The Story of Peter Coetzee and Julius Limbani

•November 8, 2017 • 1 Comment

A long time ago somebody told me that it is human nature to fear things they don’t understand. Back then I agreed with him. Then came the day Nevan was born. In the hospital I sneaked up in the nursery as often as I was allowed to (and more) just to look at him sleeping peacefully. And when I happened to be there when he was awake, I poked his tiny hand with index finger and he automatically grabbed it; and he smiled. He didn’t know who I am, and he was too young to even care, yet he seemed to enjoy the human contact even with a perfect stranger. As he grew up, I once saw how he easily befriended a stray puppy who wandered into our yard, and later a snake in the zoo.

What’s so special about those? Well, it made me start asking questions whether it is truly human nature to fear things they don’t understand. A habit, maybe, but a nature? Babies instinctively welcome strangers, and babies are humans, too. Adults tend to act differently, or even in a total contrast. Why this difference? What turns the warmth of trust within babies into the cold suspicions of adults?

Unfortunately, the only answer I can think of is that adults think and forget too much. As they grow up, people’s ideas grow too, and somewhere between they start to establish identities, either individual or as groups. They think of these identities as something beyond any kind of adjustment, forgetting that the identities actually come from adjustments. This kind of thinking, along with some other conditioning, has the tendency to grow into something else and not a very pleasant one: an irrational suspicion or even hatred toward something different from the mindset of one’s identity.

There is this unpublished novel written by Daniel Carney, a white Zimbabwean, titled The Thin White Line, about a group of 50 mercenaries hired to save a deposed president about to be executed. In 1978 it was made into a movie starring Richard Burton, Roger Moore and Richard Harris, titled The Wild Geese. Some critics considered the novel only as “an intellectual mediocre”, and in some points I tend to agree with them, much as I love reading this novel over and over again. However, mediocre as it is, there is one interesting part of this novel that I never cease to see as one of the most beautiful parts of any novel ever written and that’s the interaction between Peter Coetzee and Julius Limbani.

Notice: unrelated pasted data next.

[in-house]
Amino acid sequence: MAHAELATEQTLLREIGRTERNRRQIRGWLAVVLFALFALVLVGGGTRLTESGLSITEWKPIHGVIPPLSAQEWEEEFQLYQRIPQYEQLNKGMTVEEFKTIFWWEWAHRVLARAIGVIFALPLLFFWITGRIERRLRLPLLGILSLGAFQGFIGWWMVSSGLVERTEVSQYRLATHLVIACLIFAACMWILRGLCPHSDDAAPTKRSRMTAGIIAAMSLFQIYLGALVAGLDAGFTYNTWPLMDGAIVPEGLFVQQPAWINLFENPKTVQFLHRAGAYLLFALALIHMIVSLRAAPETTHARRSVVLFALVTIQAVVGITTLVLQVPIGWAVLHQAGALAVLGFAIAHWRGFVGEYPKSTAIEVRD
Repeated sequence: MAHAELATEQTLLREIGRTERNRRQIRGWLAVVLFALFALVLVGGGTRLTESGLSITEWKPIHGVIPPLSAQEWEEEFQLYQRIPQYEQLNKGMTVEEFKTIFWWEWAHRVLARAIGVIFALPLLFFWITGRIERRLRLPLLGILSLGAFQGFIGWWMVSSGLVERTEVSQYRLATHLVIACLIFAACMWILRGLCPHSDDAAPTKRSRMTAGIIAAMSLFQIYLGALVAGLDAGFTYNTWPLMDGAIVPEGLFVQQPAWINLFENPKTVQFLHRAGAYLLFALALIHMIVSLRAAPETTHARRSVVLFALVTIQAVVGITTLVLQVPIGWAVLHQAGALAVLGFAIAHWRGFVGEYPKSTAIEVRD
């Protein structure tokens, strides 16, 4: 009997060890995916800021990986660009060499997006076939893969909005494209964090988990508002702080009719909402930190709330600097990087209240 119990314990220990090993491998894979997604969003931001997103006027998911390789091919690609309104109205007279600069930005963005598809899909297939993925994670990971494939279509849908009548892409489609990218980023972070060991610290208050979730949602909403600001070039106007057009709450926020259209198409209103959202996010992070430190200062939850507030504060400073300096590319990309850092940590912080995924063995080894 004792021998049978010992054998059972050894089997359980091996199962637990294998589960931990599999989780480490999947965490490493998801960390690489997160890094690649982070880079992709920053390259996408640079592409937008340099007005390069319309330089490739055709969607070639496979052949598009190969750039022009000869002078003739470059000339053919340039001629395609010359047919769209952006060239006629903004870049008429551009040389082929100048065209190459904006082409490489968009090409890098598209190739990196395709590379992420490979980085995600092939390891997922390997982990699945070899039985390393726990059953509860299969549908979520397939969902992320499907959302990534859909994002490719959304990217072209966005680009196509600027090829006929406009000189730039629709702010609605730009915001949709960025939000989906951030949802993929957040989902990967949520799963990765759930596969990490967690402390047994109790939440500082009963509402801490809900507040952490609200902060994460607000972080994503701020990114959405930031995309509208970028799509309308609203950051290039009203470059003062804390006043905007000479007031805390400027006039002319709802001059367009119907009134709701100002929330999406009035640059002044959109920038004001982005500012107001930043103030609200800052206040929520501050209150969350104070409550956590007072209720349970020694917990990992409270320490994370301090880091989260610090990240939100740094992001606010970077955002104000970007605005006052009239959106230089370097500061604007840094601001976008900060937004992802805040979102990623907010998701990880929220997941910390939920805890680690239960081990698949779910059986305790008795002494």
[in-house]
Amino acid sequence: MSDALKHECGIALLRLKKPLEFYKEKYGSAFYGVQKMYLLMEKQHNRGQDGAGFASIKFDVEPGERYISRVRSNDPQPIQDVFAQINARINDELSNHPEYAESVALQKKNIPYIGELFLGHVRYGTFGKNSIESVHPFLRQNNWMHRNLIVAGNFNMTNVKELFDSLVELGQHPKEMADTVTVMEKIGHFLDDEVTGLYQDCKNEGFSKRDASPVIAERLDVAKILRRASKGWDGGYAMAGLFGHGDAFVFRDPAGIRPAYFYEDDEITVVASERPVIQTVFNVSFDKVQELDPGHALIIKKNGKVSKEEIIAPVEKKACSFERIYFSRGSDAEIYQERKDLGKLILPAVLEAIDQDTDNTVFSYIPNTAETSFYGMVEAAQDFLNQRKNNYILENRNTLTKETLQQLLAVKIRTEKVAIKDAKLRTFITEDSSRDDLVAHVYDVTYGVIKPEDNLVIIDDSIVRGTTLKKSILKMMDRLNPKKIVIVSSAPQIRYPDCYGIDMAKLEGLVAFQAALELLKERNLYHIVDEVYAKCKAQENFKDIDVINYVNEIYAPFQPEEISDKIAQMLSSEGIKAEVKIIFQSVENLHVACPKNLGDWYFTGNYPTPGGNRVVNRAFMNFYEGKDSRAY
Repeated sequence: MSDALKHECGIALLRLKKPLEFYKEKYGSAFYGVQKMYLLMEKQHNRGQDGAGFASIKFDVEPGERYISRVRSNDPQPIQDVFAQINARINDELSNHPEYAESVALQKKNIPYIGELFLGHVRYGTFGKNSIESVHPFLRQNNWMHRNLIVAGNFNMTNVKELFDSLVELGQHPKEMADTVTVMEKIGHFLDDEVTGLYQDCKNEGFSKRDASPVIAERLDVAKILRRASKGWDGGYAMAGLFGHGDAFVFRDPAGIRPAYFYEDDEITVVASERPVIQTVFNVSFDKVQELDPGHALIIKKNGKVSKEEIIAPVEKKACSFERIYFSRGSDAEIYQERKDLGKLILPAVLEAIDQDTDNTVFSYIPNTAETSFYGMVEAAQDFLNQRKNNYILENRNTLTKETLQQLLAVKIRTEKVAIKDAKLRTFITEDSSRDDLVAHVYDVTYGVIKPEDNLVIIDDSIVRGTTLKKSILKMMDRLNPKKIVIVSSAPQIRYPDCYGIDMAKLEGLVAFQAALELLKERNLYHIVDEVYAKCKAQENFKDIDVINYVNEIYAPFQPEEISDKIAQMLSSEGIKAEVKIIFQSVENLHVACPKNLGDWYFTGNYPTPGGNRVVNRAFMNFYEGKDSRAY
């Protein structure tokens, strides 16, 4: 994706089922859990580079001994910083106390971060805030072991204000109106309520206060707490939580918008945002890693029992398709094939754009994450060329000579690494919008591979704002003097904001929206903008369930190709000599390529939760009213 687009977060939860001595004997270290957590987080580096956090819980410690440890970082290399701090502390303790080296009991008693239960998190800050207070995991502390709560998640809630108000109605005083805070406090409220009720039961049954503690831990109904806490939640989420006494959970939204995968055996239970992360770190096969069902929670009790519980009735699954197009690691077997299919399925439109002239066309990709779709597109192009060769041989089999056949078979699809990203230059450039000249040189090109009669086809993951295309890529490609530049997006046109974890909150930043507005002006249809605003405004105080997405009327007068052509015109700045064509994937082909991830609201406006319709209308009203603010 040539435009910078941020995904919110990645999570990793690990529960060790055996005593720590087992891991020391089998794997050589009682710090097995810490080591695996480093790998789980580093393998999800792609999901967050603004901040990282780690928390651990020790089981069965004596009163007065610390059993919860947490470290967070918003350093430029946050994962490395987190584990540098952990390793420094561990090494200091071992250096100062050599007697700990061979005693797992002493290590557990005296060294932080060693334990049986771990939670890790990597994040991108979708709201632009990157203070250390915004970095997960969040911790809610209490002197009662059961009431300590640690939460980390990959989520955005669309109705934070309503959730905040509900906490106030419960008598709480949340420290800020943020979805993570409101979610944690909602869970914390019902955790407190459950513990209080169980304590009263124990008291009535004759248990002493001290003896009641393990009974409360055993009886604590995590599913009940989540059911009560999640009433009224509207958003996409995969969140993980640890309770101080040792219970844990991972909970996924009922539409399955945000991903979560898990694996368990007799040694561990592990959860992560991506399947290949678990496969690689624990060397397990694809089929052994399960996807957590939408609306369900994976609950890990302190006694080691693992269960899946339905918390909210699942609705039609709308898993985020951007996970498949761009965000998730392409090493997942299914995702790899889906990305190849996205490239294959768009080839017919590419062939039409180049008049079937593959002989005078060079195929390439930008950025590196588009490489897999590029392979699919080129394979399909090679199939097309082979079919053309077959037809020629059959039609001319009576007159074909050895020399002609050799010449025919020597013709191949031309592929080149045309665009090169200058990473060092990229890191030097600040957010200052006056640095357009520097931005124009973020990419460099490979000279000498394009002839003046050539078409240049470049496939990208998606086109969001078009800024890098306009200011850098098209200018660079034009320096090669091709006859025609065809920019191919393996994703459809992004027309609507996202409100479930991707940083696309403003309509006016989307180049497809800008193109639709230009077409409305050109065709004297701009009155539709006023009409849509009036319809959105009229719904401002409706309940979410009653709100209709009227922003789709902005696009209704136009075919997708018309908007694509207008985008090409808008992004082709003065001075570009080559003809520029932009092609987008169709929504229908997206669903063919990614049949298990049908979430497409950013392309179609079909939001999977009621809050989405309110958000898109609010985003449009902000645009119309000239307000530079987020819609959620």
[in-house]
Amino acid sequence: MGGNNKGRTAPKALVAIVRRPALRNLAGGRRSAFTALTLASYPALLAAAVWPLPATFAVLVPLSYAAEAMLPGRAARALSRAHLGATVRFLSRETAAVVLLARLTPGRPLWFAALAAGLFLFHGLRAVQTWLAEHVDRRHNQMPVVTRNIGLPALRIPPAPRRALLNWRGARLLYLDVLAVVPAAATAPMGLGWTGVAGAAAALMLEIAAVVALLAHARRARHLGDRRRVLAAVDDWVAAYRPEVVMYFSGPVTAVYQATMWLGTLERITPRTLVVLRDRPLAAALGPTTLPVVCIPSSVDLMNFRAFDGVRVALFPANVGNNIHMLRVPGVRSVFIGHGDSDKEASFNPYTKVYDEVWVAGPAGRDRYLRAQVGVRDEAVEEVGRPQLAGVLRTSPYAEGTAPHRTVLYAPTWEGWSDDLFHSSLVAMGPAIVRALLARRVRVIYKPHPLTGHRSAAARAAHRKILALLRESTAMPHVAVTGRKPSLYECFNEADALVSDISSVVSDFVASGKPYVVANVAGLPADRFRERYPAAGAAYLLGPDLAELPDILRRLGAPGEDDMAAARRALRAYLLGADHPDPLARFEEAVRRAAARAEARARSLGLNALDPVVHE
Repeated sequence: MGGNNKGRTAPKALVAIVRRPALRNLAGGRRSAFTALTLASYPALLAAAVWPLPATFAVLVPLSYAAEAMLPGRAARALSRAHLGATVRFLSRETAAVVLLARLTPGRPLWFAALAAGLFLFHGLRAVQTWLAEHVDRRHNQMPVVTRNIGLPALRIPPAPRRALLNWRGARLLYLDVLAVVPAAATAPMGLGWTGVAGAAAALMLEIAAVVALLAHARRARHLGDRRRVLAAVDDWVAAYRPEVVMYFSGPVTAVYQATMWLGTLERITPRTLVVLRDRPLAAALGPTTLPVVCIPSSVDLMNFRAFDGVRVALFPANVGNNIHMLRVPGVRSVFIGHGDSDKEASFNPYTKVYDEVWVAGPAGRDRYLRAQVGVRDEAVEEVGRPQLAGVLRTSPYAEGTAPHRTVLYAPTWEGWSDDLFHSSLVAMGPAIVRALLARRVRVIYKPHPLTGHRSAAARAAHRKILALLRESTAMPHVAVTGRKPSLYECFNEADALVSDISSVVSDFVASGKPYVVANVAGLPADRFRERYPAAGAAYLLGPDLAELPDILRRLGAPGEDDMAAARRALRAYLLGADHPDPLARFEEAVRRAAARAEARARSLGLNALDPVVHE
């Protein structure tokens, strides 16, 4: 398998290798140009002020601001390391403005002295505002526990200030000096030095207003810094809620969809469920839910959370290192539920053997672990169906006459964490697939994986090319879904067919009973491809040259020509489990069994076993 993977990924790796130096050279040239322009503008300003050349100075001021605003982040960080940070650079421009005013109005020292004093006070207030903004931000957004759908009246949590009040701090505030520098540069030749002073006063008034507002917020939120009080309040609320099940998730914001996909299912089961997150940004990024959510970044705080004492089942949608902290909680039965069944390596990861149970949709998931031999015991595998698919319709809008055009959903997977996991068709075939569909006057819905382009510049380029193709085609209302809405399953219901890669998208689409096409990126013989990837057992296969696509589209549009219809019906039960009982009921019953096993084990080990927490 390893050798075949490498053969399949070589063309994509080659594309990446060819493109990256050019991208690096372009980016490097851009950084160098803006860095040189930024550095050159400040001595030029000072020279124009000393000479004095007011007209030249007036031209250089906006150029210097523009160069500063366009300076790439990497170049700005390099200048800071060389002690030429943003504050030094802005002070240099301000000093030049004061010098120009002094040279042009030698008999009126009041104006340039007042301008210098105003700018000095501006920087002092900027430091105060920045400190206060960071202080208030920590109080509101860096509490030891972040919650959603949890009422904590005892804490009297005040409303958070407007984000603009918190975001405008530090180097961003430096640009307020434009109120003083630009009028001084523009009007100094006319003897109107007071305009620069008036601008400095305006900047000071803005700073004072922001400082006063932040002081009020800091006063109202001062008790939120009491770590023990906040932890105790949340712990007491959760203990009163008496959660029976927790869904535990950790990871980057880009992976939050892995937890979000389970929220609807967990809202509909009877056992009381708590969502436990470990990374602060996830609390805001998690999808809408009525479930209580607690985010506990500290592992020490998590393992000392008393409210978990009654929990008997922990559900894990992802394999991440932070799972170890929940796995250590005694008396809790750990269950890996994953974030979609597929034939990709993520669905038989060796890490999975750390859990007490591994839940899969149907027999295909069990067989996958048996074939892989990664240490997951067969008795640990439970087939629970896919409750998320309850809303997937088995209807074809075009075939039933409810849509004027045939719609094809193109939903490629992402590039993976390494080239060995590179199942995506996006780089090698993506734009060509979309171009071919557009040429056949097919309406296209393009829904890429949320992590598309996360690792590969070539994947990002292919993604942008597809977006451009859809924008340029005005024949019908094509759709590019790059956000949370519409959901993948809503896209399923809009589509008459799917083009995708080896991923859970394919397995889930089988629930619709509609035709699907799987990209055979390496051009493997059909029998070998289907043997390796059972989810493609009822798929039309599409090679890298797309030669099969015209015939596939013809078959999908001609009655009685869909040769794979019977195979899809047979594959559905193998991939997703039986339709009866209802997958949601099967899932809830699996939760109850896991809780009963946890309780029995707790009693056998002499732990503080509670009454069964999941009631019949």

Julius Limbani, whose character was based on the real-life Moise Tshombe, was a deposed Congolese leader. His plane was hijacked by the CIA as part of a deeal with current Congo president General Ndofa (based on Mobutu Sese Seko Nkuku Ngbendu wa Za Banga) and he was detained by Ndofa awaiting execution. Peter Coetzee was a white Rhodesian ex-anti-guerrilla police officer stranded in London and had to become a mercenary to earn money to return to the only home he knew, Rhodesia. Limbani had little reason to trust the whites, after what they’ve done to Africa and himself, and Coetzee generally distrusted the blacks, merely because he grew up as a part of an apartheid society. Due to the problem with the rescue operation, Coetzee (along with two other mercenaries) had to carry Limbani (whom he called ‘kafir’) through the bushes to eascape for the Simbas. It was during this flight that the two men truly started to interact with each other as two human beings, not as two identities. First they argued, then they reasoned.

At some point, Coetzee recalled to Limbani his experience when he had watch over a black prisoner. He and the prisoner started to like each other, until a question was asked by Coetzee, “If the blacks are marching against the whites and the blacks are wrong ones, which side will you take?” to which the prisoner replied, “The blacks.” The prisoner in turn asked Coetzee, “If the whites are marching against the blacks and the whites are wrong ones, which side will you take?” to which Coetzee replied “The whites.” Coetzee then told Limbani, that in the end you will always stick to your own kind. Limbani, on the other hand, replied that it was too premature to end it like that. To him, the talk between Coetzee and the black prisoner was a point where two different identities started to try to understand each other. He criticized how Rhodesia educated the blacks but kept on distrusting them and thus denying them opportunities. He also mentioned how the blacks started up by admiring the whites and ended up hating them because of this (and matters became even worse because of outside interference), and also about the 1960s African situation and how the blacks need the white; not the occasional whites who only stayed for business in Africa but people like Coetzee who had no other home and always considered Africa their home. Coetzee himself said to Limbani, “We whites are Africans, and we are staying.” As the discussion went on, both Coetzee and Limbani grew considerable respects toward each other that would have been grown into friendship if the Simbas didn’t attack them.